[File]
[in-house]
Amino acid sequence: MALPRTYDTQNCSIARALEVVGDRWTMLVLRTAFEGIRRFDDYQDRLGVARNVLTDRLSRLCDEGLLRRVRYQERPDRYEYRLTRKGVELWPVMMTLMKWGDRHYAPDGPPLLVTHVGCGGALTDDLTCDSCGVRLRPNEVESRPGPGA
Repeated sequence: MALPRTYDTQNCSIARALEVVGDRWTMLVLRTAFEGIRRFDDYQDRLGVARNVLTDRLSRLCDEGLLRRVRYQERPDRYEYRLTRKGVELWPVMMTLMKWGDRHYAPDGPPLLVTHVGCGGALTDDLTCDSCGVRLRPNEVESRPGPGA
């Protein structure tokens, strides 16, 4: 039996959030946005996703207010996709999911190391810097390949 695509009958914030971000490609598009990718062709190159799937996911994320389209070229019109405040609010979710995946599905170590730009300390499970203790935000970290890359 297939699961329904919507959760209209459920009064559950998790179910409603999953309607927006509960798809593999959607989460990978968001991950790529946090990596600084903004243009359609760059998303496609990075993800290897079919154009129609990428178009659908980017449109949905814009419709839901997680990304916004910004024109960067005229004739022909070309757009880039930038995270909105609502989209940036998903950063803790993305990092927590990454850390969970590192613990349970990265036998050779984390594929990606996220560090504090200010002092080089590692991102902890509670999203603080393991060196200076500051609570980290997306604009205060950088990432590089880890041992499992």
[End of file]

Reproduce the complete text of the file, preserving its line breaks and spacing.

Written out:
[in-house]
Amino acid sequence: MALPRTYDTQNCSIARALEVVGDRWTMLVLRTAFEGIRRFDDYQDRLGVARNVLTDRLSRLCDEGLLRRVRYQERPDRYEYRLTRKGVELWPVMMTLMKWGDRHYAPDGPPLLVTHVGCGGALTDDLTCDSCGVRLRPNEVESRPGPGA
Repeated sequence: MALPRTYDTQNCSIARALEVVGDRWTMLVLRTAFEGIRRFDDYQDRLGVARNVLTDRLSRLCDEGLLRRVRYQERPDRYEYRLTRKGVELWPVMMTLMKWGDRHYAPDGPPLLVTHVGCGGALTDDLTCDSCGVRLRPNEVESRPGPGA
């Protein structure tokens, strides 16, 4: 039996959030946005996703207010996709999911190391810097390949 695509009958914030971000490609598009990718062709190159799937996911994320389209070229019109405040609010979710995946599905170590730009300390499970203790935000970290890359 297939699961329904919507959760209209459920009064559950998790179910409603999953309607927006509960798809593999959607989460990978968001991950790529946090990596600084903004243009359609760059998303496609990075993800290897079919154009129609990428178009659908980017449109949905814009419709839901997680990304916004910004024109960067005229004739022909070309757009880039930038995270909105609502989209940036998903950063803790993305990092927590990454850390969970590192613990349970990265036998050779984390594929990606996220560090504090200010002092080089590692991102902890509670999203603080393991060196200076500051609570980290997306604009205060950088990432590089880890041992499992």